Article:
# Make Wise Numbers

Wise is a simple bitwise language I designed a while back. It is based around Python's bitwise operations. It has several operations most of these are the same or very similar to the equivalent symbol in Python.

• : Duplicate the top of the stack

• ? Rotate the top of the stack to the bottom

• ! Rotate the bottom of the stack to the top

• [ ] loop while the top of the stack is not zero

• ~ not the top of the stack (-(n+1))

• - negate the top of the stack (-n)

• > bitshift the top of the stack once to the right (n//2)

• < bitshift the top of the stack once to the left (n*2)

• ^ xor the top two items of the stack (Same as Python)

• | or the top two items of the stack (Same as Python)

• & and the top two items of the stack (Same as Python)

Making an integer in Wise is pretty simple you can make zero with ::^ and increment it with ~- so you make zero and increment it a bunch of times. However if we remove the - things become a little more interesting.

We can still make every number using the remaining operations. For example here is 3

~<<~


TIO

This works because ~ turns zero, an infinite string of 0 bits, into negative one, an infinite string of 1 bits, each < appends a 0 bit to the end, when we are done we do ~ which turns each it into a string of 0s followed by a two 1s, or as most people call it 3.

Write a program that when given a positive integer will output a Wise program that will create the number n without any - in its source (the source of the output, you may use - in your own source). You may assume that there is already a zero on the top of the stack.

This is not so you should aim to minimize the generating source code not necessarily the output.

# Example outputs

This list is not exhaustive they are simply possible outputs

1  -> ~<~
2  -> ~<~<
3  -> ~<<~
4  -> ~<~<<
5  -> ~<~:<<|
6  -> ~<<~<
7  -> ~<<<~
8  -> ~<~<<<
9  -> ~<~:<<<|
10 -> ~<~:<<|<
11 -> ~<<~:><<<|
12 -> ~<<~<<
13 -> ~<<~:<<<|>
14 -> ~<<<~<
15 -> ~<<<<~
16 -> ~<~<<<<

• is 0 included in positive integers – colsw May 6 '17 at 18:57
• No, 0 is not included in positive integers. – Zacharý May 6 '17 at 18:58
• Apparently : applied on an empty stack pushes a 0. I think this should be specified, as it's not obvious that duplicating from an empty stack should give 0 – Luis Mendo May 6 '17 at 22:32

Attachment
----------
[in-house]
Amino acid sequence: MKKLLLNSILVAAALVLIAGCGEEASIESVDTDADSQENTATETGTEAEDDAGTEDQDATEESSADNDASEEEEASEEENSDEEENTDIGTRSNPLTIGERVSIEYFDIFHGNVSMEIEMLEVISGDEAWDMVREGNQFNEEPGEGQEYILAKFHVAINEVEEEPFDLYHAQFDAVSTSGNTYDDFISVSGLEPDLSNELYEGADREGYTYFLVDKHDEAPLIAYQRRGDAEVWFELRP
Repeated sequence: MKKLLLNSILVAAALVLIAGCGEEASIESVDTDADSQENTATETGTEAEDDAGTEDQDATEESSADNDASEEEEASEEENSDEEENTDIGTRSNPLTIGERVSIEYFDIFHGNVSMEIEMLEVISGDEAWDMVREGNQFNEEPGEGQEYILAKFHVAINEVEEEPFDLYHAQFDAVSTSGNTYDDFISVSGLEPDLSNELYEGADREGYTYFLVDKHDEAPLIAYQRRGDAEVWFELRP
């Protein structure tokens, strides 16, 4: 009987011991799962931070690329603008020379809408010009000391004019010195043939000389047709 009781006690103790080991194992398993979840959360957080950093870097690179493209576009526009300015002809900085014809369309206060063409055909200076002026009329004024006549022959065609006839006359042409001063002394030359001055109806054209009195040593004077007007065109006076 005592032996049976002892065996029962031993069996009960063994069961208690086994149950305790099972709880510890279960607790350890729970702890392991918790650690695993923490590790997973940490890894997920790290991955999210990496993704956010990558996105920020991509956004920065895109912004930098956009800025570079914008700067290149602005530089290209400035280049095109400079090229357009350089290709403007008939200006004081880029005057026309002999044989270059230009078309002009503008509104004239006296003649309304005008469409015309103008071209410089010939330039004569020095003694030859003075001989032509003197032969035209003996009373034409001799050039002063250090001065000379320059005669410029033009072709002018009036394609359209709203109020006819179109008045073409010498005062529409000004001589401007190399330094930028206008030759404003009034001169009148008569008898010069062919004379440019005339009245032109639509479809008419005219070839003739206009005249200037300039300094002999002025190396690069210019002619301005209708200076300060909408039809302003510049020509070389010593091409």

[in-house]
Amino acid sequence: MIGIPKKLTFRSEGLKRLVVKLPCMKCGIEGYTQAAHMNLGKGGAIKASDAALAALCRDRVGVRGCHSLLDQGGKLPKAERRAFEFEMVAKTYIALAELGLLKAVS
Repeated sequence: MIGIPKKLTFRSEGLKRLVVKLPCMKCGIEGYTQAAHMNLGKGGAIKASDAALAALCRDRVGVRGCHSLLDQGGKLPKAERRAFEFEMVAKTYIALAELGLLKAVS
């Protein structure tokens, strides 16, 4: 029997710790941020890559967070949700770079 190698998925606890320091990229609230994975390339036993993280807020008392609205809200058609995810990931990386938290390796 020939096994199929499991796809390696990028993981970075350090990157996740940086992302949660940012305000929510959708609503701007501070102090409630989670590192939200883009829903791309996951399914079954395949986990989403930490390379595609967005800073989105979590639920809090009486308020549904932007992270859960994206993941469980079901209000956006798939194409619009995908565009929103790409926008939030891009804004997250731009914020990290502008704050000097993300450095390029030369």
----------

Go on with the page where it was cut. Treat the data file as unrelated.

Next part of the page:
• Are other characters syntax errors, or are they ignored? – xnor May 6 '17 at 23:07
• @Luismendo you do not know the contents of the stack other than that that too if the stack is a zero – Post Rock Garf Hunter May 7 '17 at 0:27

# Japt, 10 bytes

¤d0'<1"~<~


Try it online!

Basic idea: take the binary representation of the number, and map 0 to < and 1 to ~<~. Outputs for 1-10:

 1: ~<~
2: ~<~<
3: ~<~~<~
4: ~<~<<
5: ~<~<~<~
6: ~<~~<~<
7: ~<~~<~~<~
8: ~<~<<<
9: ~<~<<~<~
10: ~<~<~<~<

• Metagolfing this would be easy, too. Just strip pairs of ~~ – Draco18s no longer trusts SE May 7 '17 at 1:21

## JavaScript (ES6), 34 33 bytes

f=n=>n?f(n&1?~n:n/2)+'<~'[n&1]:''
<input type=number oninput=o.textContent=f(this.value)><pre id=o>

Works for any 32-bit integer.

• Ok I figured this out. Cool! nice job. – Post Rock Garf Hunter May 6 '17 at 21:01

I feel like PPCG is really improving my Haskell. Strokes white cat.

f n=mapM(["<","~<~"]<$f)[1..n]!!n>>=id  f takes an Int and returns a String. Try it online! (I'm referring to that <$f by the way. It saves a character over \_->.)

In the Functor instance for (->) a (functions from type a), we have: x <$f = fmap (const x) f = const x . f = const x. The only limitation is that f and the final const x must use the same source type a. The instance is completely lazy so this never even evaluates f. Alternatively, same length but less evil ((l!!) is an anonymous function): (l!!) l=(++)<$>"":tail l<*>["<","~<~"]


Try it online!

Both of these use the same representation as @ETHproductions' Japt answer, although especially the first one may give some redundant <s at the beginning.

The first one calculates all combinations of n "<" and "~<~" strings, then indexes into the resulting list.